In reality, Shankara argues theres is in reality only one purusha, not many, as in the Saṃkhya system. He makes this abundantly clear in his Yogasutra commentary, as did Ramaswami when he taught us the Yoga sutras, confirming everything I thought about Advaita. Also his teacher of Advaita was the Sankaracarya of Kanchi, the old one, Chandrashekarendra Saraswati, not the new one.
The same as saying one dharmakaya for all Buddhas.

And Periyavar is my paramaguru. I can't speak for Ramaswami's understanding or realization, but I know what my own guru taught (and typically Brahmasutrabhasya or Upadesasahasri are used for the difficult philosophical points, not Yogasutras).
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Malcolm
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Re: what makes Buddhist deathlessness not eternalism?

Post by Malcolm »

Karma Dorje wrote: The same as saying one dharmakaya for all Buddhas.
It's really not the same thing at all.

Why? Because when it is said there is only one dharmakāya it means that realization of all Buddhas is the same, not that the continuum of all sentient beings is the same; just like saying that the nature of all fires is heat; nevertheless, every buddha's continuum is distinct and separate. This is not the case with Advaita which insists there is only one purusha for everyone, i.e. that the continuum of all sentient beings is the same.
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Re: what makes Buddhist deathlessness not eternalism?

Post by dzogchungpa »

From "On The Nature Of Samantabhadra: A Conversation with Chögyal Namkhai Norbu":
Question: Is the state of Adibuddha, or Kunjed Gyalpo, something universal, present in all beings?
Answer: The state of Kunjed Gyalpo is knowledge, and in knowledge there is not even the concept of "one and two," otherwise we have already entered into dualism. Also the concept of "individual" presupposes dualistic vision. But Samantabhadra is beyond all this, isn't he?
There is not only nothingness because there is always, and always can manifest. - Thinley Norbu Rinpoche
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Re: what makes Buddhist deathlessness not eternalism?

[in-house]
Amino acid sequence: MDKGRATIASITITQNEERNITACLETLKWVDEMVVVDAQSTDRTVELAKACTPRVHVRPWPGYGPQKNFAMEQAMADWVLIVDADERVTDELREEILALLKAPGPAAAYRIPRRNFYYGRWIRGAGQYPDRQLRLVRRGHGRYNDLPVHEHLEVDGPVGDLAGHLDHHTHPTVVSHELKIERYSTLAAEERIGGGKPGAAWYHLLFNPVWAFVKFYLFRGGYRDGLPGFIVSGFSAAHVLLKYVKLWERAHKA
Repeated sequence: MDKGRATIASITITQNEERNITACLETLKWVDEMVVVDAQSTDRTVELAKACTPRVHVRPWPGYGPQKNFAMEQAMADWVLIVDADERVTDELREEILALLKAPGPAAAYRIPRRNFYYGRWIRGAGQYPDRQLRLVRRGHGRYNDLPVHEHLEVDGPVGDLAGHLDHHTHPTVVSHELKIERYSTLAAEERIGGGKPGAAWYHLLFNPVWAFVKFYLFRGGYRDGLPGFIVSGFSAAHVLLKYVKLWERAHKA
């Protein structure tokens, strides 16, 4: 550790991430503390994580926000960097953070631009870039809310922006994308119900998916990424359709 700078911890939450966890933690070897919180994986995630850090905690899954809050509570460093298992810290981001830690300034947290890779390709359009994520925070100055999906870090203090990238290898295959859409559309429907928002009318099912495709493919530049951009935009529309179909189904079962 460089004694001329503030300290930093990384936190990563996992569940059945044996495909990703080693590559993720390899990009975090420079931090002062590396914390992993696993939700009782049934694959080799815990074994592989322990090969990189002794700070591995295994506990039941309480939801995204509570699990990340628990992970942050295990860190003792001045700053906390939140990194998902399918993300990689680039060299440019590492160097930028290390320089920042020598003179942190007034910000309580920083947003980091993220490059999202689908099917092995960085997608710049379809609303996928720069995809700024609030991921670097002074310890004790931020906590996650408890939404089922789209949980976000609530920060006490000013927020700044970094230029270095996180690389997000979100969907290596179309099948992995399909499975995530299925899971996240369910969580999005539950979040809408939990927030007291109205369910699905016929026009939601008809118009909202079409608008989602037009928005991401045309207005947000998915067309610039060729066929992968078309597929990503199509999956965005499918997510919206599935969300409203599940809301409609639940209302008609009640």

Post by krodha »

dzogchungpa wrote:From "On The Nature Of Samantabhadra: A Conversation with Chögyal Namkhai Norbu":
Question: Is the state of Adibuddha, or Kunjed Gyalpo, something universal, present in all beings?
Answer: The state of Kunjed Gyalpo is knowledge, and in knowledge there is not even the concept of "one and two," otherwise we have already entered into dualism. Also the concept of "individual" presupposes dualistic vision. But Samantabhadra is beyond all this, isn't he?
Right, because Samantabhadra is dharmakāya i.e. emptiness free from extremes. The adibuddha is universal in the sense that all sentient beings endowed with a mind have a mind-nature (e.g., all fires have heat), but not 'universal' in the sense that said nature is a single, transpersonal essence pervading everything (e.g., every fire shares the exact same heat). That fire-heat example (mentioned by Malcolm directly above) is also why there isn't a concept of one or two.

From the point of view of Samantabhadra there is no 'individual' but then again there isn't anything findable that accords with the extremes of existence or non-existence from that standpoint. This does not contradict conventional distinctions, nor does it suggest a transpersonal, single nature of mind pervading everything.
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Re: what makes Buddhist deathlessness not eternalism?

Post by odysseus »

asunthatneversets wrote:This does not contradict conventional distinctions, nor does it suggest a transpersonal, single nature of mind pervading everything.
I like this. Other than that, the rest of your talking is gibberish. lol
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Re: what makes Buddhist deathlessness not eternalism?

Post by krodha »

odysseus wrote:I like this. Other than that, the rest of your talking is gibberish. lol
Authentic frontier gibberish, to be exact.

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Karma Dorje
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Re: what makes Buddhist deathlessness not eternalism?

Post by Karma Dorje »

Oh look, another thread on Hinduism vs. Buddhism on Dharmawheel! How positively scintillating.

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dzogchungpa
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Re: what makes Buddhist deathlessness not eternalism?

Post by dzogchungpa »

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There is not only nothingness because there is always, and always can manifest. - Thinley Norbu Rinpoche
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Re: what makes Buddhist deathlessness not eternalism?

Post by odysseus »

dzogchungpa wrote:Image
Hmm, is it a masculine or a feminine player Devadatta speaking to the girl? :-) Which man would say an opening line like that..? I´m laughing my socks off, thanks!
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dzogchungpa
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Re: what makes Buddhist deathlessness not eternalism?

Post by dzogchungpa »

*cough* Saint Young Men *cough*
There is not only nothingness because there is always, and always can manifest. - Thinley Norbu Rinpoche
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Re: what makes Buddhist deathlessness not eternalism?

Post by odysseus »

Thanks man, even better. Let´s join the YMCA and stay real males. *cough* isn´t Buddhism about becoming an adult or something?